Just like our children need routine care and sleep, so do we. Self-care starts with caring for our physical needs; getting enough sleep, eating healthy, and exercise. Self-care is caring for our emotional and social needs; managing and caring for our emotions and staying connected to the important people in your life which often can often become overlooked caring for children. Self-care is spending time in activities you enjoy. Not every person needs the same amount of time or similar activities to feel replenished and restored, so it is important to find out what you need and schedule time to make self-care activities happen. Meditation, yoga, journaling, and making time for hobbies or activities you enjoy is a start. If you are missing a friend, schedule time to call or plan time together. If you have not been to your physician in years, schedule your annual exam at a lunch break. If you have been meaning to start exercising again, plan a time to go for a walk. The key with increasing self-care is to be creative and resourceful as you can.
If your own physical, mental, and emotional well-being isn’t enough to motivate you to find time for self-care (or to convince others that self-care is actually important for you), consider this: A study published in Pediatrics magazine found that parents, specifically mothers, who are exposed to toxic stress in their own childhood are more likely to expose their children to adverse childhood experiences which can cause developmental delays. Toxic stress doesn’t just come from childhood, though. Toxic stress is anything that causes so much stress that it affects your physical and mental well-being, and has an effect on your daily life. It can come from postpartum depression and anxiety, sleep deprivation, feelings of being overwhelmed, and lack of support can also cause toxic stress.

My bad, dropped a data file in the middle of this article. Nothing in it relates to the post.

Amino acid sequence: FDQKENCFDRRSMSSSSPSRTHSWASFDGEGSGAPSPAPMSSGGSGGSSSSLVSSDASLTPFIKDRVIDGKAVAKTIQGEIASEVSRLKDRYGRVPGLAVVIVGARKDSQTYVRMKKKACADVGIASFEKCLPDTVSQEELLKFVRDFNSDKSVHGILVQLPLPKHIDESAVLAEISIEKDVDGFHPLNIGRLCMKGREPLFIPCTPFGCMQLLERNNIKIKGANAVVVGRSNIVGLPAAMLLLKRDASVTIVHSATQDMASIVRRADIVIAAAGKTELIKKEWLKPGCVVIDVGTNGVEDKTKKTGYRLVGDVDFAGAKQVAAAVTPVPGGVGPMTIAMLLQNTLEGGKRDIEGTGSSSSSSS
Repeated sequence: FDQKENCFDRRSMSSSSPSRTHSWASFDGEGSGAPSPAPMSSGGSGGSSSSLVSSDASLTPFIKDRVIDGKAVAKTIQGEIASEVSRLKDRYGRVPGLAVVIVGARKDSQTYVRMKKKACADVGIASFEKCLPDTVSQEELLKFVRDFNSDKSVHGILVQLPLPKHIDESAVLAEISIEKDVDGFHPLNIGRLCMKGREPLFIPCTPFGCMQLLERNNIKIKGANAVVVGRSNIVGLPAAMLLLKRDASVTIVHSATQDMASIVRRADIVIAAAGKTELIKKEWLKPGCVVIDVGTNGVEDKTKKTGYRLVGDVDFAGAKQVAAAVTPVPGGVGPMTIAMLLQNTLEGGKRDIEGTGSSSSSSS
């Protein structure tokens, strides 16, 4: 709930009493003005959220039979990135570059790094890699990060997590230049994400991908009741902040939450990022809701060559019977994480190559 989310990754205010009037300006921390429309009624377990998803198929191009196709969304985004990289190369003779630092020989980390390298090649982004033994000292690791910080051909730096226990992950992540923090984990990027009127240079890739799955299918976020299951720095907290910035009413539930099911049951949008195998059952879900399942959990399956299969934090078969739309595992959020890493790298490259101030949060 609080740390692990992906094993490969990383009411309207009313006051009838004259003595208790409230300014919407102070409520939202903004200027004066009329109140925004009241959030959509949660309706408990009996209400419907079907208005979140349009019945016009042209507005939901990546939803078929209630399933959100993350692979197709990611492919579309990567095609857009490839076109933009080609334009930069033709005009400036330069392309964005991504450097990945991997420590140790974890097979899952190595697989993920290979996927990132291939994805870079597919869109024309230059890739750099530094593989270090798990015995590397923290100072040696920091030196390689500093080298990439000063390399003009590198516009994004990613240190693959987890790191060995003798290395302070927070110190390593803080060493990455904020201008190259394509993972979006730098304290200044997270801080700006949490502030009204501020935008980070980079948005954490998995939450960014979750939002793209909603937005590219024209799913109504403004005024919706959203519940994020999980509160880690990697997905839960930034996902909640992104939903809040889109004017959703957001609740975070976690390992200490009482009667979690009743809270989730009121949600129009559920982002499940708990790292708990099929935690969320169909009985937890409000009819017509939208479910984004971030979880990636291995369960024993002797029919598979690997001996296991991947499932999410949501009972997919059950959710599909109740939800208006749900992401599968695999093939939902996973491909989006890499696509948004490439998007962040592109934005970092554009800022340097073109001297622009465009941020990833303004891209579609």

The toxic stress that you experience has a significant effect on your child as well. Mothers who experience toxic stress are more likely to pass on some of those stressors to their child, which can cause developmental delays. Pediatrics magazine published an article that highlighted the effect of toxic stress and adverse childhood experiences in mothers and found that those risk factors gave children an 18% more likely chance to develop developmental delays as they grew than those who do not experience toxic stress or have mothers with adverse childhood experiences.
After my epiphany driving to work, I made a plan to increase self-care for the week. I exercised two days, went to bed at 8:45 pm instead of 10:30 pm to get more sleep, spent time making an amazing cauliflower leek and cashew soup so I could have go-to lunches, and meditated for ten minutes, five out of the past seven days. And what a difference those self-care activities made on my overall well-being. I felt less tense, more replenished and overall had a better week.
Here are some ideas of self-care practices that you can do with little financial or familial support:
- Walk or run (with the stroller if you do not have someone to take the baby)
- Yoga (they have some great videos on YouTube available)
- Workout at home with the FitOn app- it’s free and it offers all different levels of workouts for a little as ten minutes
- Join a gym with childcare
- Schedule monthly dates with your spouse or with a friend
- Order dinner out once per week instead of cooking
- Ask your spouse to watch the kids once per week to run errands on your own
Time is a scarce resource for most parents, start small, even fifteen minutes of self-care can be restorative. Self-care is not selfish; its self-preservation. If we do not take care of ourselves, it can be challenging to take care of our children and the other roles in our life. Say it with me again: Self-care is not selfish!
Photo: Monkey Business Images/Shutterstock